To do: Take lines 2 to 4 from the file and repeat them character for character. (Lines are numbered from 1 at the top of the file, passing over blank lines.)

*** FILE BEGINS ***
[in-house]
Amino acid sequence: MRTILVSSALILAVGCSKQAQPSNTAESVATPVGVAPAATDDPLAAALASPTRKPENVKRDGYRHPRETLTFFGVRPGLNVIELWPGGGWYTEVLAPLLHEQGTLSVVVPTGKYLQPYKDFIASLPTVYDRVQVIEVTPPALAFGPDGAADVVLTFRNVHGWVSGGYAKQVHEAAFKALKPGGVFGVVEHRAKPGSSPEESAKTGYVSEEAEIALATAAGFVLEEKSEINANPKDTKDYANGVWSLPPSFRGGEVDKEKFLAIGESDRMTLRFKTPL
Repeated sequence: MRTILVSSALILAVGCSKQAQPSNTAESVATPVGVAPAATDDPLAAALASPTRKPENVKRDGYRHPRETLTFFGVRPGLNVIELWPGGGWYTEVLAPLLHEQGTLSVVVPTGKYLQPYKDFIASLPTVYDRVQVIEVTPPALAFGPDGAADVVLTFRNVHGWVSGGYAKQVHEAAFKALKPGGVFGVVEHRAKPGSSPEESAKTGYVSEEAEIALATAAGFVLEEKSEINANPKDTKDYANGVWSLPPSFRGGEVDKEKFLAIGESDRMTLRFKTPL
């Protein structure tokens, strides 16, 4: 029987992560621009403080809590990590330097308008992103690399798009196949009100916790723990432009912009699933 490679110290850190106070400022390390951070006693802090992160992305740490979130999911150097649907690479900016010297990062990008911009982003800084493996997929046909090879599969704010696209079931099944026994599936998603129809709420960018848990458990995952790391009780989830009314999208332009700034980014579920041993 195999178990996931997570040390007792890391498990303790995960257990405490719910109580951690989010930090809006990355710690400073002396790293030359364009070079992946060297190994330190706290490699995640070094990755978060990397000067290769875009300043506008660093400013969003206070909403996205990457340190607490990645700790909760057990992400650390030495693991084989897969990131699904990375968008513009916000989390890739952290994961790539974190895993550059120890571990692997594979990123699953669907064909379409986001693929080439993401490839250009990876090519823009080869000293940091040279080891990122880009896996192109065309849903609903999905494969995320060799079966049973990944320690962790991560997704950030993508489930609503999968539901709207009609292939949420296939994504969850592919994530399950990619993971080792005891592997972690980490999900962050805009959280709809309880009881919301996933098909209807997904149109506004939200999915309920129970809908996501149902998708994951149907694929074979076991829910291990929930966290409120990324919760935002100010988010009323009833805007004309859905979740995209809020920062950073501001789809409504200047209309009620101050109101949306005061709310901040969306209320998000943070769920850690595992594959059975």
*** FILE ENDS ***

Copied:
Amino acid sequence: MRTILVSSALILAVGCSKQAQPSNTAESVATPVGVAPAATDDPLAAALASPTRKPENVKRDGYRHPRETLTFFGVRPGLNVIELWPGGGWYTEVLAPLLHEQGTLSVVVPTGKYLQPYKDFIASLPTVYDRVQVIEVTPPALAFGPDGAADVVLTFRNVHGWVSGGYAKQVHEAAFKALKPGGVFGVVEHRAKPGSSPEESAKTGYVSEEAEIALATAAGFVLEEKSEINANPKDTKDYANGVWSLPPSFRGGEVDKEKFLAIGESDRMTLRFKTPL
Repeated sequence: MRTILVSSALILAVGCSKQAQPSNTAESVATPVGVAPAATDDPLAAALASPTRKPENVKRDGYRHPRETLTFFGVRPGLNVIELWPGGGWYTEVLAPLLHEQGTLSVVVPTGKYLQPYKDFIASLPTVYDRVQVIEVTPPALAFGPDGAADVVLTFRNVHGWVSGGYAKQVHEAAFKALKPGGVFGVVEHRAKPGSSPEESAKTGYVSEEAEIALATAAGFVLEEKSEINANPKDTKDYANGVWSLPPSFRGGEVDKEKFLAIGESDRMTLRFKTPL
């Protein structure tokens, strides 16, 4: 029987992560621009403080809590990590330097308008992103690399798009196949009100916790723990432009912009699933 490679110290850190106070400022390390951070006693802090992160992305740490979130999911150097649907690479900016010297990062990008911009982003800084493996997929046909090879599969704010696209079931099944026994599936998603129809709420960018848990458990995952790391009780989830009314999208332009700034980014579920041993 195999178990996931997570040390007792890391498990303790995960257990405490719910109580951690989010930090809006990355710690400073002396790293030359364009070079992946060297190994330190706290490699995640070094990755978060990397000067290769875009300043506008660093400013969003206070909403996205990457340190607490990645700790909760057990992400650390030495693991084989897969990131699904990375968008513009916000989390890739952290994961790539974190895993550059120890571990692997594979990123699953669907064909379409986001693929080439993401490839250009990876090519823009080869000293940091040279080891990122880009896996192109065309849903609903999905494969995320060799079966049973990944320690962790991560997704950030993508489930609503999968539901709207009609292939949420296939994504969850592919994530399950990619993971080792005891592997972690980490999900962050805009959280709809309880009881919301996933098909209807997904149109506004939200999915309920129970809908996501149902998708994951149907694929074979076991829910291990929930966290409120990324919760935002100010988010009323009833805007004309859905979740995209809020920062950073501001789809409504200047209309009620101050109101949306005061709310901040969306209320998000943070769920850690595992594959059975």